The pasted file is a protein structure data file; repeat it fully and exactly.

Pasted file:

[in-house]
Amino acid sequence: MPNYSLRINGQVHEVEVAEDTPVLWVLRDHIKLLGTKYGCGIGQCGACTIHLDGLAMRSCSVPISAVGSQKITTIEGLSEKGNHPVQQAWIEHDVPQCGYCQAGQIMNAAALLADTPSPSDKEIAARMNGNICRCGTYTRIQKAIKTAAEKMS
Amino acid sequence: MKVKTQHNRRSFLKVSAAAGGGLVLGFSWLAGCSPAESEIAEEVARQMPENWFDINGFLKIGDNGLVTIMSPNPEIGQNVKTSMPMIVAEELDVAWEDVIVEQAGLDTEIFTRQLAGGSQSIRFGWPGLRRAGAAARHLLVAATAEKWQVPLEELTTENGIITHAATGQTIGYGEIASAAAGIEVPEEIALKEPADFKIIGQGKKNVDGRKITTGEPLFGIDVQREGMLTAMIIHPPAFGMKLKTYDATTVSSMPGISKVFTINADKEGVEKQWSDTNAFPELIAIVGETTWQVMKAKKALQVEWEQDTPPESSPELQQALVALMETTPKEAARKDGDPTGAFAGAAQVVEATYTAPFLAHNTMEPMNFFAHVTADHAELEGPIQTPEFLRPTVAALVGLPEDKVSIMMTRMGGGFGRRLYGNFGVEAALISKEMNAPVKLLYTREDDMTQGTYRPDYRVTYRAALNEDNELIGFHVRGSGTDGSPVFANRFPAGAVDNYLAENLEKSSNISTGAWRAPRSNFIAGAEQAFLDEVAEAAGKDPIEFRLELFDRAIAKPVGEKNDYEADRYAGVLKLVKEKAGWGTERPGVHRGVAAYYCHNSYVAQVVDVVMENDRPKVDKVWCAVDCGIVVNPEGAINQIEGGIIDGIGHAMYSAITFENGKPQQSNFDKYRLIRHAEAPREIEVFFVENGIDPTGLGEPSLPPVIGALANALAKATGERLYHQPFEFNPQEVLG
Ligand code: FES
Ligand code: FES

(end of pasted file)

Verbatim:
[in-house]
Amino acid sequence: MPNYSLRINGQVHEVEVAEDTPVLWVLRDHIKLLGTKYGCGIGQCGACTIHLDGLAMRSCSVPISAVGSQKITTIEGLSEKGNHPVQQAWIEHDVPQCGYCQAGQIMNAAALLADTPSPSDKEIAARMNGNICRCGTYTRIQKAIKTAAEKMS
Amino acid sequence: MKVKTQHNRRSFLKVSAAAGGGLVLGFSWLAGCSPAESEIAEEVARQMPENWFDINGFLKIGDNGLVTIMSPNPEIGQNVKTSMPMIVAEELDVAWEDVIVEQAGLDTEIFTRQLAGGSQSIRFGWPGLRRAGAAARHLLVAATAEKWQVPLEELTTENGIITHAATGQTIGYGEIASAAAGIEVPEEIALKEPADFKIIGQGKKNVDGRKITTGEPLFGIDVQREGMLTAMIIHPPAFGMKLKTYDATTVSSMPGISKVFTINADKEGVEKQWSDTNAFPELIAIVGETTWQVMKAKKALQVEWEQDTPPESSPELQQALVALMETTPKEAARKDGDPTGAFAGAAQVVEATYTAPFLAHNTMEPMNFFAHVTADHAELEGPIQTPEFLRPTVAALVGLPEDKVSIMMTRMGGGFGRRLYGNFGVEAALISKEMNAPVKLLYTREDDMTQGTYRPDYRVTYRAALNEDNELIGFHVRGSGTDGSPVFANRFPAGAVDNYLAENLEKSSNISTGAWRAPRSNFIAGAEQAFLDEVAEAAGKDPIEFRLELFDRAIAKPVGEKNDYEADRYAGVLKLVKEKAGWGTERPGVHRGVAAYYCHNSYVAQVVDVVMENDRPKVDKVWCAVDCGIVVNPEGAINQIEGGIIDGIGHAMYSAITFENGKPQQSNFDKYRLIRHAEAPREIEVFFVENGIDPTGLGEPSLPPVIGALANALAKATGERLYHQPFEFNPQEVLG
Ligand code: FES
Ligand code: FES